Original Television Soundtrack

Laugh-In '69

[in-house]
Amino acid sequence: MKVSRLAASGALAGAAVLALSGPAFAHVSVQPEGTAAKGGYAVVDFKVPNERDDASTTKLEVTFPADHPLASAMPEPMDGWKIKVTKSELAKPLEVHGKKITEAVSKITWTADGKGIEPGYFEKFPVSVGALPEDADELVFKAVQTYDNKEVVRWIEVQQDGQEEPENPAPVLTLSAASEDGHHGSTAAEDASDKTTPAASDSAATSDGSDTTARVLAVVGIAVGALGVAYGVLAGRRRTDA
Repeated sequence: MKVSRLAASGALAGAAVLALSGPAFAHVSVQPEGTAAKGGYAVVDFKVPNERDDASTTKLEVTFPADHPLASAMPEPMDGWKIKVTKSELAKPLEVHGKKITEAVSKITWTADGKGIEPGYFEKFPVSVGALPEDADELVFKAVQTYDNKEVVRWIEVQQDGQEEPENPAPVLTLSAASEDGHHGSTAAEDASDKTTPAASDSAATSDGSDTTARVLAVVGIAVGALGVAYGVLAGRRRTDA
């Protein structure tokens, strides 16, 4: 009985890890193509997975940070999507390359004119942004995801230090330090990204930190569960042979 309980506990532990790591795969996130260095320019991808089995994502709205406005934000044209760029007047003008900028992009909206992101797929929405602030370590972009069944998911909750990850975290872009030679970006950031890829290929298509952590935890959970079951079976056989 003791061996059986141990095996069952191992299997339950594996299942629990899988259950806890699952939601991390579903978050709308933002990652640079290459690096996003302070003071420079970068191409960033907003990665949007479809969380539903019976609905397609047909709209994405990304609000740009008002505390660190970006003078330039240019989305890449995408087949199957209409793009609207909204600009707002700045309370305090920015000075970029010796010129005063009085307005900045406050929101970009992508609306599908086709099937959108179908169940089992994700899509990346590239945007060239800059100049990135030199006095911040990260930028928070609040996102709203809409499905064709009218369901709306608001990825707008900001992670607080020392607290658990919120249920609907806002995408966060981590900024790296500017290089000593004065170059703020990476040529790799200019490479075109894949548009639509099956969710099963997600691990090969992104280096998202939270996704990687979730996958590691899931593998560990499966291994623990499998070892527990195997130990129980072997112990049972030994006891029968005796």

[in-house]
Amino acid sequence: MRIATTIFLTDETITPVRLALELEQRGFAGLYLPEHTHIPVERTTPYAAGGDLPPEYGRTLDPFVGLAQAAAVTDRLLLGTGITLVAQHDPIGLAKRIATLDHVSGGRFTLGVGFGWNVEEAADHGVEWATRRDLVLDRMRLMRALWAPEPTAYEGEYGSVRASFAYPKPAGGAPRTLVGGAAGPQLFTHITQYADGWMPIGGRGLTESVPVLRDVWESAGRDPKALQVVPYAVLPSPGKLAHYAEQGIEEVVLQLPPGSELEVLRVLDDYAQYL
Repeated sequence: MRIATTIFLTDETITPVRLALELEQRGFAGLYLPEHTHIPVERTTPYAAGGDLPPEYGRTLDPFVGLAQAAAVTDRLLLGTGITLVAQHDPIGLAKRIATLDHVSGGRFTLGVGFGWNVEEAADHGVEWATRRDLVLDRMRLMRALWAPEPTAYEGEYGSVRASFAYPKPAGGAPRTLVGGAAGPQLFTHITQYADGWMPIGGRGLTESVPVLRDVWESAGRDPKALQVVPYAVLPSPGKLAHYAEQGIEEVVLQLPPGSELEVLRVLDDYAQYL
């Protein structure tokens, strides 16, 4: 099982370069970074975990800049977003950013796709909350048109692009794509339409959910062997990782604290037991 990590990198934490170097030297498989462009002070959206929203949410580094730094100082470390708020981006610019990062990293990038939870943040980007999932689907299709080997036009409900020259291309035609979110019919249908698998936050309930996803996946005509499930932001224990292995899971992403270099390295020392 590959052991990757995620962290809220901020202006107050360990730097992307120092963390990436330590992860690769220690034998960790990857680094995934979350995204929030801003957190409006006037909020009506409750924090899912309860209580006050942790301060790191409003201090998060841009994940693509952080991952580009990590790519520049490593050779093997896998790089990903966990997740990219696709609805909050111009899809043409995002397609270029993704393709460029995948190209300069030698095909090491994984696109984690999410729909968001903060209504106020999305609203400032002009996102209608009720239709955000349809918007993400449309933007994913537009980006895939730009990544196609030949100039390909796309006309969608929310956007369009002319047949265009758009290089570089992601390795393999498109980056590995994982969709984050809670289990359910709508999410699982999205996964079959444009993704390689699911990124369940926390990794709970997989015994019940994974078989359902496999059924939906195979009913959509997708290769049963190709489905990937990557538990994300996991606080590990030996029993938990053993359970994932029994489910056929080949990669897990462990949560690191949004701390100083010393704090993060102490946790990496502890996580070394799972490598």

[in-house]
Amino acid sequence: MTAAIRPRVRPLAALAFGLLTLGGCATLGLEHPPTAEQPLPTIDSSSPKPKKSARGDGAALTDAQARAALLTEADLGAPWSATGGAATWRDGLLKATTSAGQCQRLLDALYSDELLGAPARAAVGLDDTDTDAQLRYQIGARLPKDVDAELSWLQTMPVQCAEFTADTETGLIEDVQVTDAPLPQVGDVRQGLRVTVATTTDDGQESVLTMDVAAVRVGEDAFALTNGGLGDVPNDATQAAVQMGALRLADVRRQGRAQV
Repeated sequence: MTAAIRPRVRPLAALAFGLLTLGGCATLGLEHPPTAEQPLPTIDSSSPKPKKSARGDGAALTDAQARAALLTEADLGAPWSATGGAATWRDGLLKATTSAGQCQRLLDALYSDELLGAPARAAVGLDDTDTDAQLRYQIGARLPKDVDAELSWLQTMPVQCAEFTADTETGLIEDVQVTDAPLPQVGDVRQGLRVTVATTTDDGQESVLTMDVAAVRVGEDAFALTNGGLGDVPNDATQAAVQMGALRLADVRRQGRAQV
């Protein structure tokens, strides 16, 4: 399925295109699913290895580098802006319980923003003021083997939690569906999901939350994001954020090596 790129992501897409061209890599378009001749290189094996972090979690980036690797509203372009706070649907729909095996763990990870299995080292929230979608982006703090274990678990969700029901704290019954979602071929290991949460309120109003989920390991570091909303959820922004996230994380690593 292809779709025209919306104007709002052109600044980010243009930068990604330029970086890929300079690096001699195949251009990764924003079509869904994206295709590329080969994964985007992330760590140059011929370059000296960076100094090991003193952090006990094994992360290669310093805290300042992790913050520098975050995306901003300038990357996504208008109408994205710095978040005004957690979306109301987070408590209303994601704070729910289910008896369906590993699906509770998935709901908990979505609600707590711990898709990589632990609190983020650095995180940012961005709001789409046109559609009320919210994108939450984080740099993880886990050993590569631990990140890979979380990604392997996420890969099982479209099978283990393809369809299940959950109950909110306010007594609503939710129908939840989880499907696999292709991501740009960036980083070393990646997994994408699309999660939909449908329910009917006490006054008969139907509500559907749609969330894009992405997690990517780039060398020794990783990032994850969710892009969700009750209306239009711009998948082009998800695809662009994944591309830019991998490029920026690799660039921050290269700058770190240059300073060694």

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This LP was the second to have been lifted directly from the soundtrack of the socially groundbreaking weekly prime time television series Laugh-In. The program began as The Rowan & Martin Show on NBC. Albeit short-lived, it aired in 1966 and 1967 as a comedy/variety summer replacement for the consistently high-rating Dean Martin Show. Their unprecedented success helped to pave the way for Rowan & Martin's Laugh-In -- which ultimately ran on NBC for six consecutive seasons (1968-1973), debuting on January 22, 1968. The edgy and ultra-hip comedy as well as the supremely quick editing style made the show an immediate success, as it was wholly unlike anything else on TV at that time. In addition to the blatant references to sex and (very occasionally) drugs, there were even more suggestive hidden or disguised inferences whose true and intended meanings would only fully be picked up by the ever growing counterculture. The influence of Laugh-In became increasingly evidenced by the plethora of catch phrases that emerged, the most notable being "You bet your sweet bippy," "Sock it to me," "Ring my chimes," "beautiful downtown Burbank," "Say goodnight, Dick," and "Look that up in your Funk & Wagnall's!" Laugh-In '69 essentially replicates a condensed version of a typical telecast, including many of the same motifs. Among the most memorable are the weekly trip to the "Big Cocktail Party," short poems and haikus "By Henry Gibson," the "News" of the past, present, and future, as well as the perpetual one-liners that graduated from being called "quickies" during the earlier seasons to "Well, Ring My Chimes" and "Dum Dums" on this platter. While the first side of the album is eclectic in terms of subject matter, the flip side is dedicated to a series of short skits and funnies that reference "Beautiful Downtown Burbank." This locale-based humor recalls the vaudevillian or traveling minstrel shows of the past, while keeping a decidedly modern context of air pollution, urban sprawl, and the increasingly evident inefficiencies of local governments. Granted, this brand of topical satire was certainly not invented by Laugh-In, just modernized and arguably perfected in the process.

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